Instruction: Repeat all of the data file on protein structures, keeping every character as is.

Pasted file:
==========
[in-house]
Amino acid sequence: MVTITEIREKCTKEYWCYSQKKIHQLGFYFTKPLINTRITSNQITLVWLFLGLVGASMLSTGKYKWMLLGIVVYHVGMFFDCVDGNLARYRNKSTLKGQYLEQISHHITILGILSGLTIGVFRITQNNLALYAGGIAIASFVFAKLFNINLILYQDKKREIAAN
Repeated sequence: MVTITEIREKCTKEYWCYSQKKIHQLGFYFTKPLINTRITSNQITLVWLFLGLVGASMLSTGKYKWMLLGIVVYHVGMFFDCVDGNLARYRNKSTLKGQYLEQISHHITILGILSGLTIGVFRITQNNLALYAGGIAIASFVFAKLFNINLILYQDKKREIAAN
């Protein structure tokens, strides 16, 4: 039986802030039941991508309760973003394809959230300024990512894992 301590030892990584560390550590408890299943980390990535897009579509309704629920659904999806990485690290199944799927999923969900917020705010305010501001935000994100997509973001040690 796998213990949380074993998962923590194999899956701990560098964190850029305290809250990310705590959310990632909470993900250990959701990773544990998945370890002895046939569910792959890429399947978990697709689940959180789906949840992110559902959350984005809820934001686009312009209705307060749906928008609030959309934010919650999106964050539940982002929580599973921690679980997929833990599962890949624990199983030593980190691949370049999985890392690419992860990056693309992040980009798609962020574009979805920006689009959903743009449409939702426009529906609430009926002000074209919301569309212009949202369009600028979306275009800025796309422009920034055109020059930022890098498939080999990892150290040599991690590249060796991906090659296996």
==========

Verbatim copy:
[in-house]
Amino acid sequence: MVTITEIREKCTKEYWCYSQKKIHQLGFYFTKPLINTRITSNQITLVWLFLGLVGASMLSTGKYKWMLLGIVVYHVGMFFDCVDGNLARYRNKSTLKGQYLEQISHHITILGILSGLTIGVFRITQNNLALYAGGIAIASFVFAKLFNINLILYQDKKREIAAN
Repeated sequence: MVTITEIREKCTKEYWCYSQKKIHQLGFYFTKPLINTRITSNQITLVWLFLGLVGASMLSTGKYKWMLLGIVVYHVGMFFDCVDGNLARYRNKSTLKGQYLEQISHHITILGILSGLTIGVFRITQNNLALYAGGIAIASFVFAKLFNINLILYQDKKREIAAN
């Protein structure tokens, strides 16, 4: 039986802030039941991508309760973003394809959230300024990512894992 301590030892990584560390550590408890299943980390990535897009579509309704629920659904999806990485690290199944799927999923969900917020705010305010501001935000994100997509973001040690 796998213990949380074993998962923590194999899956701990560098964190850029305290809250990310705590959310990632909470993900250990959701990773544990998945370890002895046939569910792959890429399947978990697709689940959180789906949840992110559902959350984005809820934001686009312009209705307060749906928008609030959309934010919650999106964050539940982002929580599973921690679980997929833990599962890949624990199983030593980190691949370049999985890392690419992860990056693309992040980009798609962020574009979805920006689009959903743009449409939702426009529906609430009926002000074209919301569309212009949202369009600028979306275009800025796309422009920034055109020059930022890098498939080999990892150290040599991690590249060796991906090659296996």